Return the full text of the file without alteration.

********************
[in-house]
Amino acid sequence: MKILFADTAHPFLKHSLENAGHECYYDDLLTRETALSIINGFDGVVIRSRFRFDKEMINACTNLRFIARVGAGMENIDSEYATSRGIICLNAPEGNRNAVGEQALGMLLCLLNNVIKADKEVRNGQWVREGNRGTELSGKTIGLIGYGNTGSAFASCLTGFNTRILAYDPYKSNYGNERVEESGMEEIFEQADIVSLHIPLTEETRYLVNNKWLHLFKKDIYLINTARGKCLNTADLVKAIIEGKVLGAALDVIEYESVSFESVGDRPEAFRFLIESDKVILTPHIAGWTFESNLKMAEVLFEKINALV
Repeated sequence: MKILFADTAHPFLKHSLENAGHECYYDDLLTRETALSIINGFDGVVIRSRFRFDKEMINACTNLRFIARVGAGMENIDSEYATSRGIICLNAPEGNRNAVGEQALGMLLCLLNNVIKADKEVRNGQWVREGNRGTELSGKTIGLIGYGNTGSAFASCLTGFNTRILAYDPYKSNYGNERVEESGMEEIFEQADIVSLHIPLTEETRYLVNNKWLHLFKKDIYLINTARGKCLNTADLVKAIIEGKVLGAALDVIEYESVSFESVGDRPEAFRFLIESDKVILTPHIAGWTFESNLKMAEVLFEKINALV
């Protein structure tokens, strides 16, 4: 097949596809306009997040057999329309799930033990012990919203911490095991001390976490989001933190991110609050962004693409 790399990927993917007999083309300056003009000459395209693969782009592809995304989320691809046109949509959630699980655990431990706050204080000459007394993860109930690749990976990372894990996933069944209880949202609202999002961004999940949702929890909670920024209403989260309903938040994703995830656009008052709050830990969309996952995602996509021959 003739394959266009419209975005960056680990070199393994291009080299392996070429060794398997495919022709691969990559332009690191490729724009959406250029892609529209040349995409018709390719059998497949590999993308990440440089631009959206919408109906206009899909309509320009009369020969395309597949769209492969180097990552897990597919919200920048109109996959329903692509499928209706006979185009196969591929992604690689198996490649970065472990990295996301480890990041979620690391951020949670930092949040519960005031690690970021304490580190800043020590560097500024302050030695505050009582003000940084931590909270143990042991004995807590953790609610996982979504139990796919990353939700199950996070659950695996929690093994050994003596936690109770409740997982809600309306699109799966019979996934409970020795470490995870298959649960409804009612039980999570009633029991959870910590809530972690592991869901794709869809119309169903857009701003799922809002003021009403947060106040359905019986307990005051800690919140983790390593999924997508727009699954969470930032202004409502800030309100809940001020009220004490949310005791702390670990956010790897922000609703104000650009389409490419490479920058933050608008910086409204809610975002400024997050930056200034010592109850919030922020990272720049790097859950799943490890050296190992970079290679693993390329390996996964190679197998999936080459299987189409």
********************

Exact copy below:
[in-house]
Amino acid sequence: MKILFADTAHPFLKHSLENAGHECYYDDLLTRETALSIINGFDGVVIRSRFRFDKEMINACTNLRFIARVGAGMENIDSEYATSRGIICLNAPEGNRNAVGEQALGMLLCLLNNVIKADKEVRNGQWVREGNRGTELSGKTIGLIGYGNTGSAFASCLTGFNTRILAYDPYKSNYGNERVEESGMEEIFEQADIVSLHIPLTEETRYLVNNKWLHLFKKDIYLINTARGKCLNTADLVKAIIEGKVLGAALDVIEYESVSFESVGDRPEAFRFLIESDKVILTPHIAGWTFESNLKMAEVLFEKINALV
Repeated sequence: MKILFADTAHPFLKHSLENAGHECYYDDLLTRETALSIINGFDGVVIRSRFRFDKEMINACTNLRFIARVGAGMENIDSEYATSRGIICLNAPEGNRNAVGEQALGMLLCLLNNVIKADKEVRNGQWVREGNRGTELSGKTIGLIGYGNTGSAFASCLTGFNTRILAYDPYKSNYGNERVEESGMEEIFEQADIVSLHIPLTEETRYLVNNKWLHLFKKDIYLINTARGKCLNTADLVKAIIEGKVLGAALDVIEYESVSFESVGDRPEAFRFLIESDKVILTPHIAGWTFESNLKMAEVLFEKINALV
């Protein structure tokens, strides 16, 4: 097949596809306009997040057999329309799930033990012990919203911490095991001390976490989001933190991110609050962004693409 790399990927993917007999083309300056003009000459395209693969782009592809995304989320691809046109949509959630699980655990431990706050204080000459007394993860109930690749990976990372894990996933069944209880949202609202999002961004999940949702929890909670920024209403989260309903938040994703995830656009008052709050830990969309996952995602996509021959 003739394959266009419209975005960056680990070199393994291009080299392996070429060794398997495919022709691969990559332009690191490729724009959406250029892609529209040349995409018709390719059998497949590999993308990440440089631009959206919408109906206009899909309509320009009369020969395309597949769209492969180097990552897990597919919200920048109109996959329903692509499928209706006979185009196969591929992604690689198996490649970065472990990295996301480890990041979620690391951020949670930092949040519960005031690690970021304490580190800043020590560097500024302050030695505050009582003000940084931590909270143990042991004995807590953790609610996982979504139990796919990353939700199950996070659950695996929690093994050994003596936690109770409740997982809600309306699109799966019979996934409970020795470490995870298959649960409804009612039980999570009633029991959870910590809530972690592991869901794709869809119309169903857009701003799922809002003021009403947060106040359905019986307990005051800690919140983790390593999924997508727009699954969470930032202004409502800030309100809940001020009220004490949310005791702390670990956010790897922000609703104000650009389409490419490479920058933050608008910086409204809610975002400024997050930056200034010592109850919030922020990272720049790097859950799943490890050296190992970079290679693993390329390996996964190679197998999936080459299987189409």